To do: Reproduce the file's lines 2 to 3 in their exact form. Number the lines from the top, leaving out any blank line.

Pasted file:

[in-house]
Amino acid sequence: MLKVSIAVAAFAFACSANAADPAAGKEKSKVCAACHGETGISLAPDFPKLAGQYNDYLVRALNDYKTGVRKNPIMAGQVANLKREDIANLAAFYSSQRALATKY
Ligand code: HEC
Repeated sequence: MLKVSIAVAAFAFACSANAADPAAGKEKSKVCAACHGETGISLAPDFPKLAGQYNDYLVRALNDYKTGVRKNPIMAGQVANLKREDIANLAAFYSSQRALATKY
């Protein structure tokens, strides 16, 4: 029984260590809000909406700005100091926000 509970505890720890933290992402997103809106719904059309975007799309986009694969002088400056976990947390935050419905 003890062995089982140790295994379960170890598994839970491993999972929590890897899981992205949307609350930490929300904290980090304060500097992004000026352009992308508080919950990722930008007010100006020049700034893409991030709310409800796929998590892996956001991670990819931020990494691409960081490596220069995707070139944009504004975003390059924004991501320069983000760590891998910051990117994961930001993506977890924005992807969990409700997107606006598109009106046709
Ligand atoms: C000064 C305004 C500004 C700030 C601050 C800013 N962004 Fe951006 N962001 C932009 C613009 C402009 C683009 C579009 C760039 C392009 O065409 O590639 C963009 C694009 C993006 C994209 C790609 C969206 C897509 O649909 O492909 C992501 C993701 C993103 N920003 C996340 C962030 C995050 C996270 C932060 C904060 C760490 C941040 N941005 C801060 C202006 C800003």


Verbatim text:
Amino acid sequence: MLKVSIAVAAFAFACSANAADPAAGKEKSKVCAACHGETGISLAPDFPKLAGQYNDYLVRALNDYKTGVRKNPIMAGQVANLKREDIANLAAFYSSQRALATKY
Ligand code: HEC